Amon Amarth doesn’t trust happy endings

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      Jomsviking, the 10th album by Swedish Viking-metal heroes Amon Amarth, is a departure in many ways. The band has changed drummers, altered its colour scheme—going for cold blues and whites instead of its usual apocalyptic reds and blacks—and, most surprisingly, abandoned Norse mythology as its central lyrical inspiration.

      “We wanted to try something new,” guitarist Johan Söderberg, reached on the road in Omaha, tells the Straight. “It’s more like a story,” he explains. “We’re not going to say we’re not going to go back and write about mythology again. It’s just on this album we wanted a story of a guy instead.”

      Their main character is a young Viking, exiled after a murder, who joins the Jomsvikings, a real-life order of pagan mercenaries and warriors that existed in 10th- and 11th-century Scandinavia. After many battles, the protagonist returns home to find that the girl he loves has forgotten him, and his father holds him in scorn. After one last battle, he’s dispatched to Valhalla forevermore.

      The story may be grim—Söderberg says unhappy endings are “more convincing”, and that “a little darkness makes the story more appealing to us”—but the music, this time out, is some of the band’s most anthemic, melodic, and empowering. Söderberg explains this is partly because the album was written without a drummer. (Fredrik Andersson left the band in 2015, after 17 years behind the kit; he was replaced on the album by Tobias Gustafsson, and on the road by Joakim “Jocke” Wallgren, who might become a permanent member.)

      Not having a drummer when writing “gave more room for us”—Söderberg and his fellow guitarist Olavi Mikkonen—“to also write the drum parts, and not to have so much kick drums all the time, which makes the melodies stand out more.”

      The two wrote music based around singer Johan Hegg’s narrative framework; Hegg then added the finished lyrics to their music. Söderberg’s contributions include most of “A Dream That Cannot Be”, “One Thousand Burning Arrows”, and “One Against All”.

      You can roughly tell who wrote what by following who plays the lead guitar in concert.

      “If I write the song,” Söderberg explains, “then usually I play the lead part, and if Olavi writes the song, usually he plays the lead part. But sometimes, of course, that switches.”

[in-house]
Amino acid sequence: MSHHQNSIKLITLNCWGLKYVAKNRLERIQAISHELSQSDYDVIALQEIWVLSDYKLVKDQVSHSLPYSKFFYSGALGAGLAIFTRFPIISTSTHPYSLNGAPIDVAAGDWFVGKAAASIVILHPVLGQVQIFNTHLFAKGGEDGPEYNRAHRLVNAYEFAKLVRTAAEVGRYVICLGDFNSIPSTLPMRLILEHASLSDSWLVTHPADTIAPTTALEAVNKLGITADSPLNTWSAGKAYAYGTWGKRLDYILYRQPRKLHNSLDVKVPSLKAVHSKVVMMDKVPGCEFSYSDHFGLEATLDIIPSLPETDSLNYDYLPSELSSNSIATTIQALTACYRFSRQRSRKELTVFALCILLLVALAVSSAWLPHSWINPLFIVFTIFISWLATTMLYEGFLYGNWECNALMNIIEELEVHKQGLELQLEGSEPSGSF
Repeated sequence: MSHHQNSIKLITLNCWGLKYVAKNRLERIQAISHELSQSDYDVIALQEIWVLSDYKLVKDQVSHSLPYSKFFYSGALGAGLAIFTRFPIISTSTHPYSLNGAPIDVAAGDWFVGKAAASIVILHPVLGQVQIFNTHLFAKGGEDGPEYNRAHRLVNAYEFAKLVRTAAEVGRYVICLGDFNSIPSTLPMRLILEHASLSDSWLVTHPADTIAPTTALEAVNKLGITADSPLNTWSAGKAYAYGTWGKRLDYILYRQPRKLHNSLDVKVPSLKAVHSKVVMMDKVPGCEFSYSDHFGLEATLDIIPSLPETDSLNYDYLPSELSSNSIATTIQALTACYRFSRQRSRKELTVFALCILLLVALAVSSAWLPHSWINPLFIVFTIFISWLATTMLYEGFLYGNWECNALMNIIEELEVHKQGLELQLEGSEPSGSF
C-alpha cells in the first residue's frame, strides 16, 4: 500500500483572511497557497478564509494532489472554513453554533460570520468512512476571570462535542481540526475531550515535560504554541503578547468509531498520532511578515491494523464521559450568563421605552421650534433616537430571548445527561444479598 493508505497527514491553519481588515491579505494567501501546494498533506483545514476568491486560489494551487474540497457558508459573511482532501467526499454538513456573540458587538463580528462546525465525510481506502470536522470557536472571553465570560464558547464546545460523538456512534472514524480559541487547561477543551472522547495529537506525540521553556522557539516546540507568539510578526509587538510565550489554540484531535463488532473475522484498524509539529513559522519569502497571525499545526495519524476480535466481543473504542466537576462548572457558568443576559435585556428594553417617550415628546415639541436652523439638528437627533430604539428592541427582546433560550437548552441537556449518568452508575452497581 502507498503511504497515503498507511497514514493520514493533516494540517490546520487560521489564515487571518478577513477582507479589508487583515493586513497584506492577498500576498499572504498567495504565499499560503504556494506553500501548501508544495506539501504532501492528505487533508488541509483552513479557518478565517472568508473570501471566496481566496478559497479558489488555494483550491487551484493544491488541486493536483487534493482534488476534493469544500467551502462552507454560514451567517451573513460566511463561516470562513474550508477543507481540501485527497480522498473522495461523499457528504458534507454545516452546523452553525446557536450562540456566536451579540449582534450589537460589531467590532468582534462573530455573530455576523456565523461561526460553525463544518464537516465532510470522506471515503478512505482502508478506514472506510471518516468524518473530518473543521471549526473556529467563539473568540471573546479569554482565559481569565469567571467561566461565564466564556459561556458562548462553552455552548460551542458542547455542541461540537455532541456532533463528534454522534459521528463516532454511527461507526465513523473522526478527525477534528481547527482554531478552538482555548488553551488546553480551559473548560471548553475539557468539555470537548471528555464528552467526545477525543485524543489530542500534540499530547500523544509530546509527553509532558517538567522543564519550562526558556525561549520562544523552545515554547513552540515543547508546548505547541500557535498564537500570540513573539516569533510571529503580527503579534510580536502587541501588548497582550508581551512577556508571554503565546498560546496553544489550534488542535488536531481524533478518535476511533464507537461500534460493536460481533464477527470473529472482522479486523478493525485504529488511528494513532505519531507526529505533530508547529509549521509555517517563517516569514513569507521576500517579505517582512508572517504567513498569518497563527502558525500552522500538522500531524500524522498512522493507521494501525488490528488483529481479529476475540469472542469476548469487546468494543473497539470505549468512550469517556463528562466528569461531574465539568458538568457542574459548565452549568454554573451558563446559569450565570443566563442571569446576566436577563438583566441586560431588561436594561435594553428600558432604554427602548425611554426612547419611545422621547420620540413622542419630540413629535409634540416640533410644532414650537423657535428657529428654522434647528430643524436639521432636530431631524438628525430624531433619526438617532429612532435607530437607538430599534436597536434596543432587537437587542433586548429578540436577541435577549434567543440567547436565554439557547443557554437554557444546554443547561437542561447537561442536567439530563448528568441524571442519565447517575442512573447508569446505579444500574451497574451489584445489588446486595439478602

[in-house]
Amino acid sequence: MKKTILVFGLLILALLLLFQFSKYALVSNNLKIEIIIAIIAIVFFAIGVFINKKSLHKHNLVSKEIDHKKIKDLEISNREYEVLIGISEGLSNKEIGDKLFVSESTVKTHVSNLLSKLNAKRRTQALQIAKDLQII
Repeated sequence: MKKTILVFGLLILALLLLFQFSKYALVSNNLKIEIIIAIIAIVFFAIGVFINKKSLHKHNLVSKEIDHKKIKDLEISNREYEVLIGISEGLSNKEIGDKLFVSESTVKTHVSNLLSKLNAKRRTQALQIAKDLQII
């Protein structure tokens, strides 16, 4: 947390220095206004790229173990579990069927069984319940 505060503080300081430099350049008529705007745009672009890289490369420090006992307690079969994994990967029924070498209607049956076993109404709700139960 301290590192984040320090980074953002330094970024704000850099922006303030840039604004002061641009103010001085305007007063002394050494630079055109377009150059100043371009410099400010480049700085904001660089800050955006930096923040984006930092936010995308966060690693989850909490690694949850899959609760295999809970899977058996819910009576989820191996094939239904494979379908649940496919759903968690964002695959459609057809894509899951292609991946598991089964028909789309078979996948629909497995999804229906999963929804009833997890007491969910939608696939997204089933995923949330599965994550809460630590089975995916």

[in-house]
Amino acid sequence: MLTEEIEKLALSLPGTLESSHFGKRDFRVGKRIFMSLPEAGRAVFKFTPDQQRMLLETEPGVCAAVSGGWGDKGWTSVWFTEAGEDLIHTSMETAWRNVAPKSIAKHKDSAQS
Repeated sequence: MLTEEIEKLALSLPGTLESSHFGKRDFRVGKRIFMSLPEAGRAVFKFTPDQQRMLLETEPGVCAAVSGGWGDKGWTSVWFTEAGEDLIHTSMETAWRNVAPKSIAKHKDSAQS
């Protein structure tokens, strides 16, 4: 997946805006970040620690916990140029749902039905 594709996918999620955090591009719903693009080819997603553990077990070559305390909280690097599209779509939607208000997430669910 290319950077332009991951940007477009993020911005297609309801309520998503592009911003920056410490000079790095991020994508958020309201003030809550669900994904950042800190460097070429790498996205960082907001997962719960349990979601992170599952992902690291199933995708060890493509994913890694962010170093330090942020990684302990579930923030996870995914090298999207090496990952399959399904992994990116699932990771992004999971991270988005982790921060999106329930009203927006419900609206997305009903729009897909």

The band will be bringing to Vancouver the “biggest production we’ve ever had on an American tour, and the most theatrical”, which is saying something, considering that past productions have seen a whole Viking ship on-stage. “We have a very big Viking helmet as a drum riser, we change backdrops lots, and we have two guys who do some Viking fights on-stage.”

      As for Norse myth, there are still hints of it—references to Odin, Thor, and the dragon Níðhöggr. But its presence or absence is of no great concern to Söderberg. “For me, it’s just a cool theme to write music to.”

      It’s hard to resist asking at least one question about the Viking world-view, though. Like, how does he understand the concept of Valhalla, the Viking afterlife?

      “To live back in those days must have been really hard,” Söderberg offers. “So it was an image that made everyday life easier, so they wouldn’t be afraid of dying, or adventure—to not be afraid to go out on the sea on a small boat. They really believed ‘When I die, I’m going to go to a big hall and drink beer and eat roasted pig every night.’ ”

      Does the idea have any bearing on his own conception of the afterlife?

      “I think there’s probably something that’s going to happen when you die,” he says. “I don’t know what it is, but I would think it strange if it’s only, you fade to black and nothing else happens. But I’m pretty sure I’m not going to wake up in Valhalla!”

      Amon Amarth plays the Commodore Ballroom on Monday (May 16).